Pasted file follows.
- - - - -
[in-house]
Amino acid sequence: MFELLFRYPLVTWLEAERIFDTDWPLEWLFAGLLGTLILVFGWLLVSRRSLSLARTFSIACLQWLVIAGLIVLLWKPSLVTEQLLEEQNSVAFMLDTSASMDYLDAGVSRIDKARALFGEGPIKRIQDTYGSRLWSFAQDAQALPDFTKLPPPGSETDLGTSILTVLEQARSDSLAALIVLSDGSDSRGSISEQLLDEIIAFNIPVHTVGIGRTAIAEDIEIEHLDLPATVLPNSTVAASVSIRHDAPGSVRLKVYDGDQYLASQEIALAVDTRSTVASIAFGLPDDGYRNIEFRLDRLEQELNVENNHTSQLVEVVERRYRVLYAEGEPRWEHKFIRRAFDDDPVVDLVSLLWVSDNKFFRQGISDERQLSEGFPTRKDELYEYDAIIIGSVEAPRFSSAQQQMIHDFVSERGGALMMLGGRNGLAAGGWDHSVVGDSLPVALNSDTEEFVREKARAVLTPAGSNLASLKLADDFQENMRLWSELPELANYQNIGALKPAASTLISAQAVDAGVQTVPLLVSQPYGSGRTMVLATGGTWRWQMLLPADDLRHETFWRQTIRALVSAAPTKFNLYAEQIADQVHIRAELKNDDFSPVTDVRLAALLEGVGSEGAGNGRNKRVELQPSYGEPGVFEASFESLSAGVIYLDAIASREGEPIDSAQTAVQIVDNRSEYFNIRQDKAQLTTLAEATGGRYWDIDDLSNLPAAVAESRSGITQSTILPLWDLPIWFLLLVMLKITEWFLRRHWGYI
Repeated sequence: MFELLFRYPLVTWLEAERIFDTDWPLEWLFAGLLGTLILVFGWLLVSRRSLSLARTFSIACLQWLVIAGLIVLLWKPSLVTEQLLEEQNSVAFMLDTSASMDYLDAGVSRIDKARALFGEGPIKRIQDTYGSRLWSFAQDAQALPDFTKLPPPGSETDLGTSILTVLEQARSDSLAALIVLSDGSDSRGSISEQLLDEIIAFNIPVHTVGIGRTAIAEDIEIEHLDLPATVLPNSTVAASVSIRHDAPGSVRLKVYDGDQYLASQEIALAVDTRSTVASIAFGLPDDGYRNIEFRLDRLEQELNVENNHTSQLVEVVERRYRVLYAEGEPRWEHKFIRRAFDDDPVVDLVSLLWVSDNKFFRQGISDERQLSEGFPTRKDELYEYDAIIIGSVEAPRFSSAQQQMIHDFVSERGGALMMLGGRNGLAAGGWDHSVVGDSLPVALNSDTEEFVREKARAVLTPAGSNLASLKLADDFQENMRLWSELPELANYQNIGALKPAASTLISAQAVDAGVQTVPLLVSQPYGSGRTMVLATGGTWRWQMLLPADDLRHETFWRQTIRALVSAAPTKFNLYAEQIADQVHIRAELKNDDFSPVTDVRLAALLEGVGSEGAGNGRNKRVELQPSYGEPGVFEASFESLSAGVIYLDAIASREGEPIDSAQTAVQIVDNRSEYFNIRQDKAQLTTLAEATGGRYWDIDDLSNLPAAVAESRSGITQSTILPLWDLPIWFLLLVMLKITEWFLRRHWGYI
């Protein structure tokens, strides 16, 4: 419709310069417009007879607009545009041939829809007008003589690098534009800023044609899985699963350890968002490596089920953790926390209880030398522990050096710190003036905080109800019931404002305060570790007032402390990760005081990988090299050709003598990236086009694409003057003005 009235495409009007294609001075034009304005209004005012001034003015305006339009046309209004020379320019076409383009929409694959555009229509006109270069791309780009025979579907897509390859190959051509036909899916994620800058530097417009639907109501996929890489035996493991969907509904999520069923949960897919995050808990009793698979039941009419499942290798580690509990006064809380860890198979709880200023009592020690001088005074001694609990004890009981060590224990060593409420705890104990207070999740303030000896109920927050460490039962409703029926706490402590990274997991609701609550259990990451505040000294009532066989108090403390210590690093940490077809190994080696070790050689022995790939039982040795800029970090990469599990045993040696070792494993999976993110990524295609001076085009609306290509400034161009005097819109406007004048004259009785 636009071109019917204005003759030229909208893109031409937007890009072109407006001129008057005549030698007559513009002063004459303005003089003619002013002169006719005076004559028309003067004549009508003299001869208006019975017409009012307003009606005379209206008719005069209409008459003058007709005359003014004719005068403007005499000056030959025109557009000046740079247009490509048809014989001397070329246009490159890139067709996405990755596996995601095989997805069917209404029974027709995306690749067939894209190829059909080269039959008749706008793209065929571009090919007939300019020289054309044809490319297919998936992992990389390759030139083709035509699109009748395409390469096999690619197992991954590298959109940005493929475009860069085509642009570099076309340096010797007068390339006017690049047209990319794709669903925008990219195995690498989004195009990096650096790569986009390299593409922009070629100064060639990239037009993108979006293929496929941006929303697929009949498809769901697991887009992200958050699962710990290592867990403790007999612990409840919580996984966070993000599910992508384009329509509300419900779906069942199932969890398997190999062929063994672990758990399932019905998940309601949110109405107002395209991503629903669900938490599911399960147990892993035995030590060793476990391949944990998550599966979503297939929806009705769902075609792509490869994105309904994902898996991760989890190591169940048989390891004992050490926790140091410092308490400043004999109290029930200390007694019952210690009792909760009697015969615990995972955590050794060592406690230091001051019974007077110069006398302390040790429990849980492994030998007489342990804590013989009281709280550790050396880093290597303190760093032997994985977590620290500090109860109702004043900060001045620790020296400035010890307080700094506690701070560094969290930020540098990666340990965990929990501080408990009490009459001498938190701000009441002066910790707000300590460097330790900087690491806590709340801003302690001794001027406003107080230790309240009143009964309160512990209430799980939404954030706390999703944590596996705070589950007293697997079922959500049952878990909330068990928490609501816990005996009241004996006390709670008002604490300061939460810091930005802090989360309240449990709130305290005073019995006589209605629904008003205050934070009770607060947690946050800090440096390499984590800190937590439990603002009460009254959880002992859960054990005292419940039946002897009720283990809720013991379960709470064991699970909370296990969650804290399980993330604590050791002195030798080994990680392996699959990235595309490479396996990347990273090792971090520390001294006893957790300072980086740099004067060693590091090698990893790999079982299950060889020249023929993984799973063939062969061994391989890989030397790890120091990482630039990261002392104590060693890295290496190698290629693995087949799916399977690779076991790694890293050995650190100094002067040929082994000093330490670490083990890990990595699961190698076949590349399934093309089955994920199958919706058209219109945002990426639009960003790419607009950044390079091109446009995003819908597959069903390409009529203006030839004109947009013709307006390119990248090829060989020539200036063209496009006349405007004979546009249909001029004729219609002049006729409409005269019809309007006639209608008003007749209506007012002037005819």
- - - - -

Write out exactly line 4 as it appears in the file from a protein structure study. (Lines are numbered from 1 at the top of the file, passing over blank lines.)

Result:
């Protein structure tokens, strides 16, 4: 419709310069417009007879607009545009041939829809007008003589690098534009800023044609899985699963350890968002490596089920953790926390209880030398522990050096710190003036905080109800019931404002305060570790007032402390990760005081990988090299050709003598990236086009694409003057003005 009235495409009007294609001075034009304005209004005012001034003015305006339009046309209004020379320019076409383009929409694959555009229509006109270069791309780009025979579907897509390859190959051509036909899916994620800058530097417009639907109501996929890489035996493991969907509904999520069923949960897919995050808990009793698979039941009419499942290798580690509990006064809380860890198979709880200023009592020690001088005074001694609990004890009981060590224990060593409420705890104990207070999740303030000896109920927050460490039962409703029926706490402590990274997991609701609550259990990451505040000294009532066989108090403390210590690093940490077809190994080696070790050689022995790939039982040795800029970090990469599990045993040696070792494993999976993110990524295609001076085009609306290509400034161009005097819109406007004048004259009785 636009071109019917204005003759030229909208893109031409937007890009072109407006001129008057005549030698007559513009002063004459303005003089003619002013002169006719005076004559028309003067004549009508003299001869208006019975017409009012307003009606005379209206008719005069209409008459003058007709005359003014004719005068403007005499000056030959025109557009000046740079247009490509048809014989001397070329246009490159890139067709996405990755596996995601095989997805069917209404029974027709995306690749067939894209190829059909080269039959008749706008793209065929571009090919007939300019020289054309044809490319297919998936992992990389390759030139083709035509699109009748395409390469096999690619197992991954590298959109940005493929475009860069085509642009570099076309340096010797007068390339006017690049047209990319794709669903925008990219195995690498989004195009990096650096790569986009390299593409922009070629100064060639990239037009993108979006293929496929941006929303697929009949498809769901697991887009992200958050699962710990290592867990403790007999612990409840919580996984966070993000599910992508384009329509509300419900779906069942199932969890398997190999062929063994672990758990399932019905998940309601949110109405107002395209991503629903669900938490599911399960147990892993035995030590060793476990391949944990998550599966979503297939929806009705769902075609792509490869994105309904994902898996991760989890190591169940048989390891004992050490926790140091410092308490400043004999109290029930200390007694019952210690009792909760009697015969615990995972955590050794060592406690230091001051019974007077110069006398302390040790429990849980492994030998007489342990804590013989009281709280550790050396880093290597303190760093032997994985977590620290500090109860109702004043900060001045620790020296400035010890307080700094506690701070560094969290930020540098990666340990965990929990501080408990009490009459001498938190701000009441002066910790707000300590460097330790900087690491806590709340801003302690001794001027406003107080230790309240009143009964309160512990209430799980939404954030706390999703944590596996705070589950007293697997079922959500049952878990909330068990928490609501816990005996009241004996006390709670008002604490300061939460810091930005802090989360309240449990709130305290005073019995006589209605629904008003205050934070009770607060947690946050800090440096390499984590800190937590439990603002009460009254959880002992859960054990005292419940039946002897009720283990809720013991379960709470064991699970909370296990969650804290399980993330604590050791002195030798080994990680392996699959990235595309490479396996990347990273090792971090520390001294006893957790300072980086740099004067060693590091090698990893790999079982299950060889020249023929993984799973063939062969061994391989890989030397790890120091990482630039990261002392104590060693890295290496190698290629693995087949799916399977690779076991790694890293050995650190100094002067040929082994000093330490670490083990890990990595699961190698076949590349399934093309089955994920199958919706058209219109945002990426639009960003790419607009950044390079091109446009995003819908597959069903390409009529203006030839004109947009013709307006390119990248090829060989020539200036063209496009006349405007004979546009249909001029004729219609002049006729409409005269019809309007006639209608008003007749209506007012002037005819």